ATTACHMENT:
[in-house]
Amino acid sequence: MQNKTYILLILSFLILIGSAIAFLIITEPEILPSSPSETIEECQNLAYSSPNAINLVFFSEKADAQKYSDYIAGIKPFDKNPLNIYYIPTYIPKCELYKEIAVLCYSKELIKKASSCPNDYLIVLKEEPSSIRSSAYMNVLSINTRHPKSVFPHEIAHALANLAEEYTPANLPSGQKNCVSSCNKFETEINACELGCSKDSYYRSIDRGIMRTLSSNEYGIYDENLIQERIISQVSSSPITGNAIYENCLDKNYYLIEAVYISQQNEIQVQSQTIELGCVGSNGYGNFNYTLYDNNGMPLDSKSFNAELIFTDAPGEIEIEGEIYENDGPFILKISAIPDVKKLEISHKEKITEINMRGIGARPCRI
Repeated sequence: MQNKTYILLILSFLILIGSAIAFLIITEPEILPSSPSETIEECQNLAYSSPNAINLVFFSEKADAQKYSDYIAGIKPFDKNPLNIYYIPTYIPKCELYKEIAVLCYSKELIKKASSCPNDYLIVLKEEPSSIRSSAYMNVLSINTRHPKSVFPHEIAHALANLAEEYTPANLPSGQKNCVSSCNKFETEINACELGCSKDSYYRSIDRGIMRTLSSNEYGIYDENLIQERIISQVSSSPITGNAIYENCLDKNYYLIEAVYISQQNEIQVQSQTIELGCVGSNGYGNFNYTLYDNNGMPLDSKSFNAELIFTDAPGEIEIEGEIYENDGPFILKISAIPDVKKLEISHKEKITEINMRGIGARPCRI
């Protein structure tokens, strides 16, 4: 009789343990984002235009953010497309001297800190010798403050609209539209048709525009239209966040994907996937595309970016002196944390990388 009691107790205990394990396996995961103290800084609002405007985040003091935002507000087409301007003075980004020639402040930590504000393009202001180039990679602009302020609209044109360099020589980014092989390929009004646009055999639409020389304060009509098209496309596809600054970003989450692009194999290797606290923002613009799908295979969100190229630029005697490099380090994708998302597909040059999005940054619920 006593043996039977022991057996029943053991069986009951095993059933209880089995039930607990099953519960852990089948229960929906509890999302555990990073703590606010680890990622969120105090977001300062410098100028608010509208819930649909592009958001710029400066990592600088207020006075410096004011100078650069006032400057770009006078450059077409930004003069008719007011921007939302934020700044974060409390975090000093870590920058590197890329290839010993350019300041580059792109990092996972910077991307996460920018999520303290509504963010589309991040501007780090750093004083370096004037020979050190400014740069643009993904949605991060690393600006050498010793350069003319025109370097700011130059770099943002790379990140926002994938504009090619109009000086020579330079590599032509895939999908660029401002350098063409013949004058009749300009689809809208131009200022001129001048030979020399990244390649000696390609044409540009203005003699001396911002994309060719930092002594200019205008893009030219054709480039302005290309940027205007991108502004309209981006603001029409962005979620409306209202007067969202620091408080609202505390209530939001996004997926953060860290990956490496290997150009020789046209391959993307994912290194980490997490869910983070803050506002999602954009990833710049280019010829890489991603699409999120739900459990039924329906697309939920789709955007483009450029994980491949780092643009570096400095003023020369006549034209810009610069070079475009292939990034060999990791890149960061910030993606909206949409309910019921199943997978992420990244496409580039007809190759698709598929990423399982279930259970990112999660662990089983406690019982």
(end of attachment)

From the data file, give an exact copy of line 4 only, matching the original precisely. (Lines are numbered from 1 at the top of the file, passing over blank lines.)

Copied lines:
């Protein structure tokens, strides 16, 4: 009789343990984002235009953010497309001297800190010798403050609209539209048709525009239209966040994907996937595309970016002196944390990388 009691107790205990394990396996995961103290800084609002405007985040003091935002507000087409301007003075980004020639402040930590504000393009202001180039990679602009302020609209044109360099020589980014092989390929009004646009055999639409020389304060009509098209496309596809600054970003989450692009194999290797606290923002613009799908295979969100190229630029005697490099380090994708998302597909040059999005940054619920 006593043996039977022991057996029943053991069986009951095993059933209880089995039930607990099953519960852990089948229960929906509890999302555990990073703590606010680890990622969120105090977001300062410098100028608010509208819930649909592009958001710029400066990592600088207020006075410096004011100078650069006032400057770009006078450059077409930004003069008719007011921007939302934020700044974060409390975090000093870590920058590197890329290839010993350019300041580059792109990092996972910077991307996460920018999520303290509504963010589309991040501007780090750093004083370096004037020979050190400014740069643009993904949605991060690393600006050498010793350069003319025109370097700011130059770099943002790379990140926002994938504009090619109009000086020579330079590599032509895939999908660029401002350098063409013949004058009749300009689809809208131009200022001129001048030979020399990244390649000696390609044409540009203005003699001396911002994309060719930092002594200019205008893009030219054709480039302005290309940027205007991108502004309209981006603001029409962005979620409306209202007067969202620091408080609202505390209530939001996004997926953060860290990956490496290997150009020789046209391959993307994912290194980490997490869910983070803050506002999602954009990833710049280019010829890489991603699409999120739900459990039924329906697309939920789709955007483009450029994980491949780092643009570096400095003023020369006549034209810009610069070079475009292939990034060999990791890149960061910030993606909206949409309910019921199943997978992420990244496409580039007809190759698709598929990423399982279930259970990112999660662990089983406690019982």